Colonel William A. Phillips

Daniel Putnam King (January 8, 1801 – July 25, 1850) was a U.S. Representative from Massachusetts.

Early life and education

Born in South Danvers, Massachusetts, now Peabody, Massachusetts King pursued classical studies, graduated from Harvard University in 1823 and he also studied law.

Business career

Although he studied law, King was not a practicing attorney, instead he engaged in agricultural pursuits.

Service in the Massachusetts Legislature

King served as member of the Massachusetts House of Representatives in 1836 and 1837. King served in the Massachusetts State Senate from 1838 to 1841, and was its President in 1840. King was again a member of the Massachusetts House in 1843 and 1844 and served as Speaker in the latter year.

Congressional service

King was elected as a Whig to the Twenty-eighth and to the three succeeding Congresses and served from March 4, 1843, until his death on July 25, 1850. King served as chairman of the Committee on Expenditures on Public Buildings (Twenty-eighth Congress), Committee on Accounts (Twenty-ninth through Thirty-first Congresses), Committee on Revolutionary Claims (Thirtieth Congress).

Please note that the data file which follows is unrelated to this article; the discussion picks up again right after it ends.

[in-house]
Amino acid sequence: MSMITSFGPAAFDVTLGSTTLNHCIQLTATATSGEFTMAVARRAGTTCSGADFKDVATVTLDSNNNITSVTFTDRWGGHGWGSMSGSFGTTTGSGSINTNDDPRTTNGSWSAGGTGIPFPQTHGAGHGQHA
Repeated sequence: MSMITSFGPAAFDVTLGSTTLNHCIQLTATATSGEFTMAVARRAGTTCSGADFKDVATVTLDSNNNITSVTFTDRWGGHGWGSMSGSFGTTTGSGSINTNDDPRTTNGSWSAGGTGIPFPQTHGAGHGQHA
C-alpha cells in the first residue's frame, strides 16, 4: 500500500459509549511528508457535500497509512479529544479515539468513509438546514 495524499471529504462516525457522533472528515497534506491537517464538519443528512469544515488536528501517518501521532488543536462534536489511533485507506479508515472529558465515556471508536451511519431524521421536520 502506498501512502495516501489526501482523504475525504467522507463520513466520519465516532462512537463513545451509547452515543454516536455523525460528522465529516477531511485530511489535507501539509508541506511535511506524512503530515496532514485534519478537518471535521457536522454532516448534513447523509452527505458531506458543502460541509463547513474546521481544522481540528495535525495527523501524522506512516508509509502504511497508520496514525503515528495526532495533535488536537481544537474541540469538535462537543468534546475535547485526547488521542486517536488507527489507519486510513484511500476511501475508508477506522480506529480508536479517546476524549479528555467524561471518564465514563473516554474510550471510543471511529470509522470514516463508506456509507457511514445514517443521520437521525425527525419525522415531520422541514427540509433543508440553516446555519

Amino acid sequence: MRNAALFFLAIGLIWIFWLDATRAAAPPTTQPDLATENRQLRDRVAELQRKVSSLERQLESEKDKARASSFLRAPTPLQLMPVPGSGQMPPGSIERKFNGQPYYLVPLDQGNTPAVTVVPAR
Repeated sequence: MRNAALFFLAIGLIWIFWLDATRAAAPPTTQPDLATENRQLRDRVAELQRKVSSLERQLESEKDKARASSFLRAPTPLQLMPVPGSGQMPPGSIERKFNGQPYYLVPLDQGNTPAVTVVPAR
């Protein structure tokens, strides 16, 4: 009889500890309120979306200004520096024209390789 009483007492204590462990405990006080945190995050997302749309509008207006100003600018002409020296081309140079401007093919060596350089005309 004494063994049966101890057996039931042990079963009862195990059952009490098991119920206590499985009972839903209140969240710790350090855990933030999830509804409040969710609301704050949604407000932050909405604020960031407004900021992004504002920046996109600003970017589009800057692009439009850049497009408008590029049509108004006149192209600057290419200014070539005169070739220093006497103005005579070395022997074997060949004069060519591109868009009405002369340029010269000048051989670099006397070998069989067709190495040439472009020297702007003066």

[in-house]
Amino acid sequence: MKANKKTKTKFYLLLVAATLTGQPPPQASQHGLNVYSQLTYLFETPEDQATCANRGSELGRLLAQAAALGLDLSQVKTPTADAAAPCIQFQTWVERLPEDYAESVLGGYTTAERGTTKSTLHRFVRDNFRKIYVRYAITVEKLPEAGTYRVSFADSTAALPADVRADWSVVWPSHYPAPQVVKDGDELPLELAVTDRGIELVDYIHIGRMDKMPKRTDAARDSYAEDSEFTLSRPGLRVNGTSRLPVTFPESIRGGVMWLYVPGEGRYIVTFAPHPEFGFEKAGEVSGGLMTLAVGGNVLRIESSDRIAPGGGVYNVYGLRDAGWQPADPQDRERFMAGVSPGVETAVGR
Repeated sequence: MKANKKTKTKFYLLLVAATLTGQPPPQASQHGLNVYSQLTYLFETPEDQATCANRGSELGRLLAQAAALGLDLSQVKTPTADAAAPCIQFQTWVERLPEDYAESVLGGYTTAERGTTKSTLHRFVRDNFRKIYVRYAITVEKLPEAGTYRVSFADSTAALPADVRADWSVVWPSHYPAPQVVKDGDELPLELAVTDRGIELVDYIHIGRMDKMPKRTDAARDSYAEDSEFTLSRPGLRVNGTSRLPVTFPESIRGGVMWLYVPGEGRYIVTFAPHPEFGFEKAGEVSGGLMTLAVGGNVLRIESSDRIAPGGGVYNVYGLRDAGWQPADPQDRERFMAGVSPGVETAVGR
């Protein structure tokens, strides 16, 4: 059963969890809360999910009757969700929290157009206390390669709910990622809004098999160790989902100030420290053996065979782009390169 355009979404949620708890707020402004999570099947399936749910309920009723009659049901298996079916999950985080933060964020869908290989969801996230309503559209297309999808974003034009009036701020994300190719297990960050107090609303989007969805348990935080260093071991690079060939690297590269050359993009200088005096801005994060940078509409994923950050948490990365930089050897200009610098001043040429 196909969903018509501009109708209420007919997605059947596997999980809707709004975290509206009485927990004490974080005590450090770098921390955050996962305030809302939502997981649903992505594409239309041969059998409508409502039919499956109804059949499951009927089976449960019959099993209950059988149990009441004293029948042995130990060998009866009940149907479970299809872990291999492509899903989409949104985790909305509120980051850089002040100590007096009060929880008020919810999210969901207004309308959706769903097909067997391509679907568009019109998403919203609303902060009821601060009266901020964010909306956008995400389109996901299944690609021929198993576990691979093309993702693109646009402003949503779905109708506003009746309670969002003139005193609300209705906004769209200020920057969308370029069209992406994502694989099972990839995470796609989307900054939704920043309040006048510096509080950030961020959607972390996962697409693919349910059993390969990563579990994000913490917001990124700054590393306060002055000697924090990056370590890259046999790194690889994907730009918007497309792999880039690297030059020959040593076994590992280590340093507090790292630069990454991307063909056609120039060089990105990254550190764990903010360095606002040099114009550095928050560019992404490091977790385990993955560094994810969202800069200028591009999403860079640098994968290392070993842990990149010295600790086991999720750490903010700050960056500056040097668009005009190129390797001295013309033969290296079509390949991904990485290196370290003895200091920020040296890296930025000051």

Death and burial

King died in South Danvers, on July 25, 1850, he was interred in King Cemetery in Peabody.

See also


 This article incorporates public domain material from the Biographical Directory of the United States Congress website

Massachusetts Senate
Preceded by
Myron Lawrence
President of the Massachusetts Senate
Succeeded by
Josiah Quincy, Jr.
Massachusetts House of Representatives
Preceded by
Speaker of the Massachusetts House of Representatives
Succeeded by
U.S. House of Representatives
Preceded by
Leverett Saltonstall
Member of the U.S. House of Representatives
from Massachusetts's 2nd congressional district

March 4, 1843 – July 25, 1850
Succeeded by
Robert Rantoul, Jr.